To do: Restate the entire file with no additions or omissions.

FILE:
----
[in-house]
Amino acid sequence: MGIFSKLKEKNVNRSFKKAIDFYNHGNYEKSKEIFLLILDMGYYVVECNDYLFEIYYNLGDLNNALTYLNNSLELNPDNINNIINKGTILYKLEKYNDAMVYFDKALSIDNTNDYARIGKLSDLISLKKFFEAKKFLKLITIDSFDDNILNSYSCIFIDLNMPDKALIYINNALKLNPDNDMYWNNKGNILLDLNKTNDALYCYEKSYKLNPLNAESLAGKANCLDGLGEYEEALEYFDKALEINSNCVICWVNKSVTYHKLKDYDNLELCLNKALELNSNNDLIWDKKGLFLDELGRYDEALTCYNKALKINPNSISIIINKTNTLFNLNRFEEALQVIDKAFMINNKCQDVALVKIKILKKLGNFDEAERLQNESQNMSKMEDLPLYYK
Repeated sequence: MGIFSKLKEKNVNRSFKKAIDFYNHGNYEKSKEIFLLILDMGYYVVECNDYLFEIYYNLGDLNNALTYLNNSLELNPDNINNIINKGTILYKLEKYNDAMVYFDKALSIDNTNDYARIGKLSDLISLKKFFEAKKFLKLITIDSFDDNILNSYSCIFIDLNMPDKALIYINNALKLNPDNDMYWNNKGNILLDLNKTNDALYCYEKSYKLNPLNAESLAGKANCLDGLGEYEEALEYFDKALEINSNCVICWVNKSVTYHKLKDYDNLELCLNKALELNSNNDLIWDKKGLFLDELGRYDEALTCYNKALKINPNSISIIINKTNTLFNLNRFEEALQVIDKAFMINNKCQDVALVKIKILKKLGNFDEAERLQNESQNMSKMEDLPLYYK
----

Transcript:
[in-house]
Amino acid sequence: MGIFSKLKEKNVNRSFKKAIDFYNHGNYEKSKEIFLLILDMGYYVVECNDYLFEIYYNLGDLNNALTYLNNSLELNPDNINNIINKGTILYKLEKYNDAMVYFDKALSIDNTNDYARIGKLSDLISLKKFFEAKKFLKLITIDSFDDNILNSYSCIFIDLNMPDKALIYINNALKLNPDNDMYWNNKGNILLDLNKTNDALYCYEKSYKLNPLNAESLAGKANCLDGLGEYEEALEYFDKALEINSNCVICWVNKSVTYHKLKDYDNLELCLNKALELNSNNDLIWDKKGLFLDELGRYDEALTCYNKALKINPNSISIIINKTNTLFNLNRFEEALQVIDKAFMINNKCQDVALVKIKILKKLGNFDEAERLQNESQNMSKMEDLPLYYK
Repeated sequence: MGIFSKLKEKNVNRSFKKAIDFYNHGNYEKSKEIFLLILDMGYYVVECNDYLFEIYYNLGDLNNALTYLNNSLELNPDNINNIINKGTILYKLEKYNDAMVYFDKALSIDNTNDYARIGKLSDLISLKKFFEAKKFLKLITIDSFDDNILNSYSCIFIDLNMPDKALIYINNALKLNPDNDMYWNNKGNILLDLNKTNDALYCYEKSYKLNPLNAESLAGKANCLDGLGEYEEALEYFDKALEINSNCVICWVNKSVTYHKLKDYDNLELCLNKALELNSNNDLIWDKKGLFLDELGRYDEALTCYNKALKINPNSISIIINKTNTLFNLNRFEEALQVIDKAFMINNKCQDVALVKIKILKKLGNFDEAERLQNESQNMSKMEDLPLYYK